Often the list of "requirements" is just a wishlist for the employer. They're not really requiring all those skills (unless a person like that does come along to the last group of selections). Of course, in real life, you gotta get by with what you get. Most people can be trained to do the job - if not perfectly, but at least in a good enough way. Commented Jan 20, 2014 at 12:21
  • 3
    When I applied for my current job (they contacted me based on my resume), I made it very clear that I had no experience with the particular technology I'd be working with. (Note the phrase "my current job".) Commented Jan 20, 2014 at 17:00
  • I think the biggest disadvantage would be that if you cannot do the job, you will be dismissed very quickly! Then you will be in a tough position without a job. Commented May 26, 2014 at 7:10
  • 1
    @therealklanni if you get enough interviews that they meaningfully conflict with one another, then you'll likely have a job pretty soon anyway. The chance on interviews like this aren't as good, but they're nonzero.
    – Ben Barden
    Commented Feb 5, 2019 at 21:16


  1. Did you ask them on the phone what position you're being interviewed? If no, call them back and ask as well as for an agenda of the interview (how many people, their names and titles, what role they play with respect to the position you're interviewing for, what would they like you to come prepared to talk about). Normally a recruiter is prepping you and giving you all of this information, but if it's a small company and an untrained recruiter, that would explain why you didn't get this information.

  2. Adding to the above, if you speak with them before the interview (you should), ask them (them meaning whoever set the interview up), what in particular impressed them enough to want to bring you in?

  3. If you went through an external recruiter (one that does not work at the company, but is hired outside of the company to find candidates), make sure he/she can assure you that they understood the requirements of the position. I have seen time and time again rookie recruiters send candidates on interviews for positions that were a complete mismatch. Not fun. If it's the in house recruiter at the company, go ahead and ask them the same question.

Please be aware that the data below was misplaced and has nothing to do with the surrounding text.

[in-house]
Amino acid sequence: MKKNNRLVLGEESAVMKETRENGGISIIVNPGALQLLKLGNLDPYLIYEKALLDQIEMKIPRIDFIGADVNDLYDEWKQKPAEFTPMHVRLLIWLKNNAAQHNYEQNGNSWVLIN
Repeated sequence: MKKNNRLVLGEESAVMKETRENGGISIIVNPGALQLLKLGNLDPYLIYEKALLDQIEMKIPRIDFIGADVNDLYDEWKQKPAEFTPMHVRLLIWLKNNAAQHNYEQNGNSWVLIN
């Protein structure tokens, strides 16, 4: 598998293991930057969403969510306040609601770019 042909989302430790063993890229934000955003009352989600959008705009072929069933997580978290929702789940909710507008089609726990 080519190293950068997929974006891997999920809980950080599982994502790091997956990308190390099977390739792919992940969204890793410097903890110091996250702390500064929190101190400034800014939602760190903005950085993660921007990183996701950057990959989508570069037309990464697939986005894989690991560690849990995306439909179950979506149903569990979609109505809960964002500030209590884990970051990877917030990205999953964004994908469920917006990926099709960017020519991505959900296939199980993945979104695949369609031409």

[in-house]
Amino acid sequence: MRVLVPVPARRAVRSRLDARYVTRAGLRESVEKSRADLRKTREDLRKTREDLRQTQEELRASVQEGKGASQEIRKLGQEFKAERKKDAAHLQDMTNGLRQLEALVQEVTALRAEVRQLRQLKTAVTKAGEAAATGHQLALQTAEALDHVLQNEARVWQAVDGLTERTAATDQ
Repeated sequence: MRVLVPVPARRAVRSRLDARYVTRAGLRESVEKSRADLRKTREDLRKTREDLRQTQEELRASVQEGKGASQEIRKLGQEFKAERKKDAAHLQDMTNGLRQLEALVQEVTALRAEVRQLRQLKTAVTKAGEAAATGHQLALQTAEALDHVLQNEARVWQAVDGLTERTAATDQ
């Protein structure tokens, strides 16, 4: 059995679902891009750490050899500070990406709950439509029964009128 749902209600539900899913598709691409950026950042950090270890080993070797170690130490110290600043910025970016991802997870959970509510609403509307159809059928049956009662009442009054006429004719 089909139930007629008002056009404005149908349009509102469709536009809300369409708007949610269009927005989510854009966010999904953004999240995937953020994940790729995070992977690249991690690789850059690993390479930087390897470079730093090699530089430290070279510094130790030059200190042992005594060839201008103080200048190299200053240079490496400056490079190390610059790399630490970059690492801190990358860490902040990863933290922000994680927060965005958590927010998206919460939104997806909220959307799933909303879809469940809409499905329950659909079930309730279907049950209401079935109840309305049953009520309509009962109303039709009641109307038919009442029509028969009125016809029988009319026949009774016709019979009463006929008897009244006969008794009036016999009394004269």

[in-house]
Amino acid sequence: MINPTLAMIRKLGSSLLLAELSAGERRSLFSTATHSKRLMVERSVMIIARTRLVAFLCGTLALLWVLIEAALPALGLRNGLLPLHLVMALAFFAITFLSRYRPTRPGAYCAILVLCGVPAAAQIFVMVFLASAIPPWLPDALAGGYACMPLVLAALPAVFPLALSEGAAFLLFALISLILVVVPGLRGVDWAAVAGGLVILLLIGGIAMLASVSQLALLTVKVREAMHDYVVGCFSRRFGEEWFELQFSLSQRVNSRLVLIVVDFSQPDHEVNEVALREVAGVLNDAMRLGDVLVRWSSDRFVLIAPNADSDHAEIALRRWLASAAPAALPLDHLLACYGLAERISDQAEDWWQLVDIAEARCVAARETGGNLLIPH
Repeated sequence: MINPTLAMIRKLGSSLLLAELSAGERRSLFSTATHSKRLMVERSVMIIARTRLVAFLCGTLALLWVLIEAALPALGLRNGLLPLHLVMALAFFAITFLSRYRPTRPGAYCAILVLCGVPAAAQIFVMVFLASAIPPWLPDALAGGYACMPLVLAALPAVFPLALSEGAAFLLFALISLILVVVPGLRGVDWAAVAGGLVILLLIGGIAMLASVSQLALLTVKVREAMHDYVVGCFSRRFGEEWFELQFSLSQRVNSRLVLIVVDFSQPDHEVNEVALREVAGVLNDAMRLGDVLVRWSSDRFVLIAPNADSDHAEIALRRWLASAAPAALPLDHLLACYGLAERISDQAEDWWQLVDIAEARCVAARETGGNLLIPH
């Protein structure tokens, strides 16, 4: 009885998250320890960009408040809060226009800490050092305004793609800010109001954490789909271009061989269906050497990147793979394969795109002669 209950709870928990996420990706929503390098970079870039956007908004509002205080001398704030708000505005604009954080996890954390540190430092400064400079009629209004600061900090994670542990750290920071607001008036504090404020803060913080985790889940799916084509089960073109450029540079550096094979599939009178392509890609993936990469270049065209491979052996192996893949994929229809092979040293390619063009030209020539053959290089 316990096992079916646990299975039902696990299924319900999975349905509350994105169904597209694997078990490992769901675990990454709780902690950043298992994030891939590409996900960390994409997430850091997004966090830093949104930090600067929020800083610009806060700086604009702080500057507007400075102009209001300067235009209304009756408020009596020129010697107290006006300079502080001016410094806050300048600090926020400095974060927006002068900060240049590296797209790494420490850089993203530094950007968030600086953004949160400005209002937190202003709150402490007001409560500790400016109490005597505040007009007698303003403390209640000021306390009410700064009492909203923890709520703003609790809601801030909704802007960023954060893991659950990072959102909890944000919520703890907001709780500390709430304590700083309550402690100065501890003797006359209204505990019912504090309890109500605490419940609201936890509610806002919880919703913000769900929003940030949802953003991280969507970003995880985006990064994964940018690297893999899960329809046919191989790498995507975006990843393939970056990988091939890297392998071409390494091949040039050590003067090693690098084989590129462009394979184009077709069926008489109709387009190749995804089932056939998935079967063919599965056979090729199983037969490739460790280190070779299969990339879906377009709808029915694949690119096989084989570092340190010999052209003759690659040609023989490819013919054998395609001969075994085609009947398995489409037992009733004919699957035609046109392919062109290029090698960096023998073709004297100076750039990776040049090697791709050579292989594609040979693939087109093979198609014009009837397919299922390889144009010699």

Below is a mock scenario of how the call might go:

"(Recruiter Name), I'm really looking forward to meeting with XYZ company. I just have a couple of prep questions before my interview. Do you have a minute?" [prep=preparing for the interview. I do a prep call with every candidate I send on an interview.]

Then say:

"I'd like to know what I should focus on the most. Can you tell me, what were the specific skills XYZ company seemed drawn to most?"


"What position is this for?"

[If he/she says it's the position you don't feel qualified for]

"Oh I see. I noticed that this role requires knowledge of Unix/Red Hat as well as experience with large scale distributed systems. These were not a part of my studies in school. Can you explain XYZ's process for training employees on new technology?"

[If he/she says it's for a completely different position]

"Could you send me the job description for that position and tell me more about it?"

Interview Questions that you should ask your recruiter or person at the company that set the interview:

"I'd like to learn more about the people I will be meeting with and the interview format. Do you know if the interviews be one-on-one or group interview style?"

"Will I be asked to white board?" (breaking down code flow on a white board, to observe your thinking skills)

"How long should the interview last?"

"What are the names and titles of the people I will be meeting with?"

Then you can go on LinkedIn and look up their profile and get a feel for their past career - don't send them an invite before the interview). You should ALWAYS know who you're meeting with in advance.


Don't afraid to ask this question to the recruiter or person who set up the interview:

"What is the salary range that the company has defined for this role?"

They may not know or may play the salary game with you and respond back with:

[Recruiter:] "What salary are you looking for?"

If that happens, just say:

"Well I would need to learn more about the projects I would be working on and the depth of the position first. I'm sure XYZ company has hired for this position before and has a set salary range they prefer to stay within. I realize the actual offer will be contingent on my skill level. I'd like to know what the low and high end of their salary range is."

There is nothing wrong with pushing a little. Don't get trapped into telling them what you want to make. Use the comment above to avoid answering it. How can you give a number if you know very little about what you'd be doing? That's where you get into trouble.